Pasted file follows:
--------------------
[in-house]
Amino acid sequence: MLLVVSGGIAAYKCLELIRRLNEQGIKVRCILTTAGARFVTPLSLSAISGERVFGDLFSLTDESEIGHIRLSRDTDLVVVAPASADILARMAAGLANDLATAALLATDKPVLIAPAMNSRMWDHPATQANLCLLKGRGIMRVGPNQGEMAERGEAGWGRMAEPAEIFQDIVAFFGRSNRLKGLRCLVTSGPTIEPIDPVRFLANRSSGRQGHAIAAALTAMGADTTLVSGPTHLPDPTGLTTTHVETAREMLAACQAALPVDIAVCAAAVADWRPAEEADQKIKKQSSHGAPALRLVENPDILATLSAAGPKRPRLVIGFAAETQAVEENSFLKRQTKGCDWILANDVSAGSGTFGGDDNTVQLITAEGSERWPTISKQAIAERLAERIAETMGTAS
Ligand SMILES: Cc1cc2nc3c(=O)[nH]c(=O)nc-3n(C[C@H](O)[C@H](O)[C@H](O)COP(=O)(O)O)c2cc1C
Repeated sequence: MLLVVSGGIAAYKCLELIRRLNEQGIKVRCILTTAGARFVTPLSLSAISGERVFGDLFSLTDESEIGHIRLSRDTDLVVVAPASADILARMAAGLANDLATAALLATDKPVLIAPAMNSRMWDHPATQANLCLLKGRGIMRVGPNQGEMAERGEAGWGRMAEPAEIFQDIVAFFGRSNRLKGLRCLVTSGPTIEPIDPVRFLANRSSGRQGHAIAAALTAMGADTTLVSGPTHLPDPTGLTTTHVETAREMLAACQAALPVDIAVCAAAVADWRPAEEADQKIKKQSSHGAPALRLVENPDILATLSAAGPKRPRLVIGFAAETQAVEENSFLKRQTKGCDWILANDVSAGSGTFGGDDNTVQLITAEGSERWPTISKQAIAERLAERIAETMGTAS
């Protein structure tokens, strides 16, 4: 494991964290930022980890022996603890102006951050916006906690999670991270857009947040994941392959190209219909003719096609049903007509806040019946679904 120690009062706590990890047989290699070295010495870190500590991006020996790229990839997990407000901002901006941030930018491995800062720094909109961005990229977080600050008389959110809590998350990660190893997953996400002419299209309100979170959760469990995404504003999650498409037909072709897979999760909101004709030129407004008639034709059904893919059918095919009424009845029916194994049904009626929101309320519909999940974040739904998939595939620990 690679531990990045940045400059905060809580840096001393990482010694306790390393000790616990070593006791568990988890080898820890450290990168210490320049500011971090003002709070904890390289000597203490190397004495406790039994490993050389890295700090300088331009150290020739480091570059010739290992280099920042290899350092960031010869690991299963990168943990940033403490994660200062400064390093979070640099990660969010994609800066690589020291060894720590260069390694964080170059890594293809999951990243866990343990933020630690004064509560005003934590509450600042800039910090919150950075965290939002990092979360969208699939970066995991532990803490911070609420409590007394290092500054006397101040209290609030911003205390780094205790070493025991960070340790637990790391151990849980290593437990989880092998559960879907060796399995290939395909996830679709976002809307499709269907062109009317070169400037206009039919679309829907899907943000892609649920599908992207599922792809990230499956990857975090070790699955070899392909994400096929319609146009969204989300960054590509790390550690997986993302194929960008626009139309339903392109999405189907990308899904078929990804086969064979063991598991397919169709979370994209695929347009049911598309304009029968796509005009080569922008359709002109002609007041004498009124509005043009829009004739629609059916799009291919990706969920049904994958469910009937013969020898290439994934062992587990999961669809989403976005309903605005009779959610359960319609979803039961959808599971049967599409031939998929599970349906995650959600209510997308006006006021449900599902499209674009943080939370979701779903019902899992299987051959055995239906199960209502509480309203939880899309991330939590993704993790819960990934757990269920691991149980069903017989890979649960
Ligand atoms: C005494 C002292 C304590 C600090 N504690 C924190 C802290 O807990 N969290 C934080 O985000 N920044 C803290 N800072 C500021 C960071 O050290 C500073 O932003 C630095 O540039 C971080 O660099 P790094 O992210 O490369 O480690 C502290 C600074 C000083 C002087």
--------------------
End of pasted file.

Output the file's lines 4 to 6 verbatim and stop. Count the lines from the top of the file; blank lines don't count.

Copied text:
Repeated sequence: MLLVVSGGIAAYKCLELIRRLNEQGIKVRCILTTAGARFVTPLSLSAISGERVFGDLFSLTDESEIGHIRLSRDTDLVVVAPASADILARMAAGLANDLATAALLATDKPVLIAPAMNSRMWDHPATQANLCLLKGRGIMRVGPNQGEMAERGEAGWGRMAEPAEIFQDIVAFFGRSNRLKGLRCLVTSGPTIEPIDPVRFLANRSSGRQGHAIAAALTAMGADTTLVSGPTHLPDPTGLTTTHVETAREMLAACQAALPVDIAVCAAAVADWRPAEEADQKIKKQSSHGAPALRLVENPDILATLSAAGPKRPRLVIGFAAETQAVEENSFLKRQTKGCDWILANDVSAGSGTFGGDDNTVQLITAEGSERWPTISKQAIAERLAERIAETMGTAS
């Protein structure tokens, strides 16, 4: 494991964290930022980890022996603890102006951050916006906690999670991270857009947040994941392959190209219909003719096609049903007509806040019946679904 120690009062706590990890047989290699070295010495870190500590991006020996790229990839997990407000901002901006941030930018491995800062720094909109961005990229977080600050008389959110809590998350990660190893997953996400002419299209309100979170959760469990995404504003999650498409037909072709897979999760909101004709030129407004008639034709059904893919059918095919009424009845029916194994049904009626929101309320519909999940974040739904998939595939620990 690679531990990045940045400059905060809580840096001393990482010694306790390393000790616990070593006791568990988890080898820890450290990168210490320049500011971090003002709070904890390289000597203490190397004495406790039994490993050389890295700090300088331009150290020739480091570059010739290992280099920042290899350092960031010869690991299963990168943990940033403490994660200062400064390093979070640099990660969010994609800066690589020291060894720590260069390694964080170059890594293809999951990243866990343990933020630690004064509560005003934590509450600042800039910090919150950075965290939002990092979360969208699939970066995991532990803490911070609420409590007394290092500054006397101040209290609030911003205390780094205790070493025991960070340790637990790391151990849980290593437990989880092998559960879907060796399995290939395909996830679709976002809307499709269907062109009317070169400037206009039919679309829907899907943000892609649920599908992207599922792809990230499956990857975090070790699955070899392909994400096929319609146009969204989300960054590509790390550690997986993302194929960008626009139309339903392109999405189907990308899904078929990804086969064979063991598991397919169709979370994209695929347009049911598309304009029968796509005009080569922008359709002109002609007041004498009124509005043009829009004739629609059916799009291919990706969920049904994958469910009937013969020898290439994934062992587990999961669809989403976005309903605005009779959610359960319609979803039961959808599971049967599409031939998929599970349906995650959600209510997308006006006021449900599902499209674009943080939370979701779903019902899992299987051959055995239906199960209502509480309203939880899309991330939590993704993790819960990934757990269920691991149980069903017989890979649960
Ligand atoms: C005494 C002292 C304590 C600090 N504690 C924190 C802290 O807990 N969290 C934080 O985000 N920044 C803290 N800072 C500021 C960071 O050290 C500073 O932003 C630095 O540039 C971080 O660099 P790094 O992210 O490369 O480690 C502290 C600074 C000083 C002087």